Most Muppets are left-handed

Ned Flanders. Jimi Hendrix. Kermit the Frog. What do these important individuals have in common? They're all left-handed. Not just Kermit, though—nearly all Muppets have a dominant left hand. They're this way by design, and have been since the early days of the Muppets, for the comfort of the puppeteer. As is the case with the general population, most puppeteers are right-handed, and they use that dominant right hand to control the expressive Muppet areas of the head and the mouth. The left hand is thus utilized to control the less-used and less-important Muppet arms. One notable exception: veteran Muppeteer Louise Gold. She's left-handed, so all of her Muppets have been designed to have a head and mouth controlled by her left hand, and arms controlled by her right.

Why one veteran Muppeteer was fired

Steve Whitmire joined the Muppets in the '70s, operating puppets in The Muppet Movie and on The Muppet Show, and finding his signature character during the '80s in Rizzo the Rat. Whitmire took over Kermit the Frog after the death of Jim Henson in 1990, and continued with the character until he was quietly fired in 2016. Although Whitmire's termination wasn't initially shared with the public, astute viewers eventually noticed, prompting an eventual statement—and sparking something of a Muppets controversy.

According to a statement from Muppets Studio, there were "concerns about Steve's repeated unacceptable business conduct over a period of many years and he consistently failed to address the feedback. The decision to part ways was a difficult one which was made in consultation with the Henson family and has their full support." Henson family member and Muppets executive Brian Henson said Whitmire would "send emails and letters attacking everyone, attacking the writing and attacking the director." Lisa Henson, another Henson sibling/Muppets executive, said Whitmire resented having an understudy, but also resented having to work second-tier Muppet gigs, like public appearances and "ribbon-cutting."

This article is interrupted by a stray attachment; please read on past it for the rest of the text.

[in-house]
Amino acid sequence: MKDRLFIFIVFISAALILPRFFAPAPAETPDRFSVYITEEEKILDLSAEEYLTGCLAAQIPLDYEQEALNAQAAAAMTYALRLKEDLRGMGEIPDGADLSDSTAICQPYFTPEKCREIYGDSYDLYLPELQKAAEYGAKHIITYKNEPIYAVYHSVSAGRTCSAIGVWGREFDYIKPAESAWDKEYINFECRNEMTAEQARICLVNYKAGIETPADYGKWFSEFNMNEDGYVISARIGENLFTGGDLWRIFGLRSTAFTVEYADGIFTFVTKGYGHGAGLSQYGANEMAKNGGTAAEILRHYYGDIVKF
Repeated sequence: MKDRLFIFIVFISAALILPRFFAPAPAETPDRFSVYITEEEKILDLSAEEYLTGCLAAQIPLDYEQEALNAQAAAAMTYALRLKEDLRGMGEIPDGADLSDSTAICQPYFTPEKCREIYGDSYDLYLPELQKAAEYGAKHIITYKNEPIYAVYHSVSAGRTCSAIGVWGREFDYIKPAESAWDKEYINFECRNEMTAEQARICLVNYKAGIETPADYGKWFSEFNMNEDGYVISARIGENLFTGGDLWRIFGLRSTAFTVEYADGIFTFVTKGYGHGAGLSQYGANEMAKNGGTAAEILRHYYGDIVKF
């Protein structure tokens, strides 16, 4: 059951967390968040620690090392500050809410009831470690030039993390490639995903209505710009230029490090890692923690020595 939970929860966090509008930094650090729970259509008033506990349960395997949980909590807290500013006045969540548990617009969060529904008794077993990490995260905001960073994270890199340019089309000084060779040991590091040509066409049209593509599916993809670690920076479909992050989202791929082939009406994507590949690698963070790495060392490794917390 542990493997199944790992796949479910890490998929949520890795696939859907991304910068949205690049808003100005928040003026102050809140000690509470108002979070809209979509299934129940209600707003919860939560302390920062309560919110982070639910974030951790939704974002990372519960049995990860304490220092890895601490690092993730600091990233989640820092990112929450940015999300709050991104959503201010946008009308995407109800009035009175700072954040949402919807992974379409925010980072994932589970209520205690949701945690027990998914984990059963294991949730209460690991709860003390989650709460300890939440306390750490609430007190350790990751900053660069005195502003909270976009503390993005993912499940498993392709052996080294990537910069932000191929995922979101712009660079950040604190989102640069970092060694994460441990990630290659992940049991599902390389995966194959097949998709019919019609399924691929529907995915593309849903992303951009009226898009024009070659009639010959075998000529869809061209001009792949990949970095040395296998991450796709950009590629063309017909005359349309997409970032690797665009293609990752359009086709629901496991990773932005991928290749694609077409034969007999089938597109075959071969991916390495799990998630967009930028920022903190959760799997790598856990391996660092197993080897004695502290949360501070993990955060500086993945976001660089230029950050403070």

After his termination, Whitmire told The Hollywood Reporter that although his firing left him "baffled," he admitted there was tension with his bosses. Explaining that he feels he knows Kermit's character better than just about anybody, he said he argued passionately against things he felt didn't make sense—like a plot point on the short-lived 2015 series The Muppets in which Kermit lied to his nephew, Robin, about his split with Miss Piggy. As Whitmire put it, "Kermit is too compassionate to lie to him to spare his feelings." After all these years, it still isn't easy being green.

There are lots of discarded Muppet TV show concepts

Unsurprisingly, the people who bring the Muppets to life are bursting with ideas—more than they'd ever have the time, money, or resources to make. So while there have been dozens of Muppet-based entertainments, there are dozens of intriguing projects that never got made or were never completed.

For example, when Rowlf became the breakout star of The Jimmy Dean Show in the 1960s, Henson and company proposed a show called The Adventures of Rowlf in Outer Space, in which Rowlf visits other planets via his homemade spaceship.

Muppet High was among the projects Henson was working on at the time of his sudden death in 1990. As Muppet Babies explored the Muppets as toddlers, Muppet High would've centered on the Muppets as high school students...in the 1950s.

America's Next Muppet was ordered to pilot by ABC in 2005. Set to be a scripted parody of reality shows, particularly America's Next Top Model, It would have had Kermit, Piggy, and the other major Muppets selecting and hiring the most talented undiscovered Muppet.

There was a short-lived Muppets show on Saturday morning TV